Researchers gave 63 children and adolescents with an ASC diagnosis and 64 without a diagnosis, an internet-based test of emotion recognition. The two groups, aged between 6 — 16 years-old, were presented with ‘happy’, ‘sad’, ‘surprised’, ‘disgusted’, ‘scared’ and ‘angry’ facial expressions and asked to select a label that matched the expression. Some faces had exaggerated ‘high-intensity’ expressions — which were easier to identify, while others had subtle ‘low-intensity’ expressions — which were more difficult but considered more relevant to real world interactions. The team also measured language skills and non-verbal reasoning skills in order to see if differences in these skills explained any differences in ability to recognise emotions.

    Results from this study found that young people with ASC do find it harder to recognise emotion from facial expressions. However, the types of mistake made by young people with ASC were very similar to the types of mistake made by young people without ASC. For example, young people in both groups often mistook ‘fear’ for ‘surprise’ and confused ‘disgust’ and ‘anger’.

    Interestingly, the biggest differences between the ASC and non-ASC groups was for the clearest ‘high-intensity’ expressions. The researchers think this was due to participants, including those without ASD, struggling to recognise the emotion in the ‘low-intensity’ expressions, making it hard for them to then see any clear difference between groups.

    Sarah Griffiths, one of the study’s researchers who completed the study as part of her PhD at the University of Bristol but is now based at the University of Cambridge’s Autism Research Centre, said: “This study is important as previous research provided very mixed results with some finding individuals with autism less accurate in recognising expressions on average, and others finding no difference. In this study we used an online platform to run a larger study to answer this question more conclusively and found that individuals with autism are on average a bit less accurate at recognising emotion from faces.”

    Professor Chris Jarrold, Professor in Cognitive Development in the School of Experimental Psychology at the University of Bristol, said: “These findings provide further evidence that people with ASC have a degree of difficulty in recognising basic emotions from facial expressions. For those who do struggle with recognising emotions from faces, teaching emotion recognition may be helpful for learning to navigate social situations.”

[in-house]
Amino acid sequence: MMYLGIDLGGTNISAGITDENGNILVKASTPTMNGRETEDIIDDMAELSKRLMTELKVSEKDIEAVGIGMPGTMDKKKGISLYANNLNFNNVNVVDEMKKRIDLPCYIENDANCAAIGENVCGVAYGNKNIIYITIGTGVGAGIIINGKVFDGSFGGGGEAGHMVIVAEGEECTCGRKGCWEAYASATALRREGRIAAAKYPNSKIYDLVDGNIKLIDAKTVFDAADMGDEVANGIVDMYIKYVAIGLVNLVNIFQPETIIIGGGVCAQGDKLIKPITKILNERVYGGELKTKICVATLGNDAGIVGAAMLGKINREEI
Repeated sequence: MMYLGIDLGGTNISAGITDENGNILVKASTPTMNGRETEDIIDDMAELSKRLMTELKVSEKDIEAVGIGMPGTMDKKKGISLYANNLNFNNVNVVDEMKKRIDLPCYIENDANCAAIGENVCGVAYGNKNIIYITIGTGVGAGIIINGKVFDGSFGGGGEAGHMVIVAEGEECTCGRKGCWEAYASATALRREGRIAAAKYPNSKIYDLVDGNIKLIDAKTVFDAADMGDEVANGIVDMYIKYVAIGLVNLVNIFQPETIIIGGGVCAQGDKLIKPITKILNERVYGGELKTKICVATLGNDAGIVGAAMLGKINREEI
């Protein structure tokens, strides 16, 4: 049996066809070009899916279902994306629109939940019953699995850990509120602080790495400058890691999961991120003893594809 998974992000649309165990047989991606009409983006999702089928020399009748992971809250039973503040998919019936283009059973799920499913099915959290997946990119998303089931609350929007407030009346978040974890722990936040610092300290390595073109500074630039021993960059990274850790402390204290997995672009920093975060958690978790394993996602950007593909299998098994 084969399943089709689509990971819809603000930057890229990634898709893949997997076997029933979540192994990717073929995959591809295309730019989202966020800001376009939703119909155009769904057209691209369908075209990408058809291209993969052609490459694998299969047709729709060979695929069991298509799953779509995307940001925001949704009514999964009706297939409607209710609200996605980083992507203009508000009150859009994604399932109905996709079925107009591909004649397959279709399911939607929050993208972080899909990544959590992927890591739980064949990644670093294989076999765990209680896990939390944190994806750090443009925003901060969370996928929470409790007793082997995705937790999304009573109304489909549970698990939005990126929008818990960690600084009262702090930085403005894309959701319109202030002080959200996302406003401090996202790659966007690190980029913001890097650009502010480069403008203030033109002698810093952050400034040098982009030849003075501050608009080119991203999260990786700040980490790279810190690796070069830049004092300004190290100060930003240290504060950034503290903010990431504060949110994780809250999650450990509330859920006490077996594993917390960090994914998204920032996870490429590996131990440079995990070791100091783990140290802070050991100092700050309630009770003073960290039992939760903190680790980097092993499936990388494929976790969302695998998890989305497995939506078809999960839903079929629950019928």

To coincide with this research, the team have developed an iPad app to teach facial emotion recognition for people with and without Autism Spectrum Conditions. You can download the free app “About face” here. This app contains both the high and low-intensity expressions that were used in the study so the difficulty can be tailored to the ability level of the user.


  9. Study suggests autism better masked in girls than boys

    April 7, 2017 by Ashley

    From the University of Leiden press release:

    Girls with autism have relatively good social skills, which means that their autism is often not recognised. Autism manifests itself in girls differently from in boys. Psychologist Carolien Rieffe and colleagues from the Autism Centre and INTER-PSY (Groningen) report their findings in scientific journal Autism.

    Information about autism in girls is scarce. What we know about autism is mainly based on research among boys and men. That can be a problem, says Leiden Professor of Development Psychology Rieffe: ‘If we take the clinical picture for boys with autism as the standard, there’s a good chance that autism in girls won’t be picked up.’ To change this, Rieffe and her colleagues examined how autism manifests itself in girls.

    Study among teenagers

    The researchers analysed the behaviour of 68 teenagers, girls and boys, both with and without autism. As part of the test, the researcher pretended to have caught her finger in the ringbinder of a file, and exclaimed: ‘Ow, that hurt,’ while shaking her hand in pain. Two fellow researchers looked at the video afterwards to assess how empathically the participants had reacted.

    Empathising with emotion or resolving the problem

    Girls, whether or not they suffer from autism, reacted with more empathy than boys. Riefe explains: ‘We didn’t find any differences between the participants with or without autism. But we did see a qualitative difference between girls and boys. The girls more often responded to the emotion of the person conducting the test with questions such as: ‘Are you OK?’ The boys, on the other hand, looked for a solution to the problem: ‘If you do it like this, you won’t trap your finger.’

    Empathising with or properly understanding love problems

    Rieffe adds that neither boys nor girls have difficulty empathising with the emotions of another person. However, the ability to understand why the person feels as they do is often lacking in both girls and boys with autism. This is why it is more difficult for young autism sufferers to react with empathy to such situations as love problems or conflict situations with parents or peers, all of which are topics that young people spend a lot of their time talking about.

    Focusing on the request for help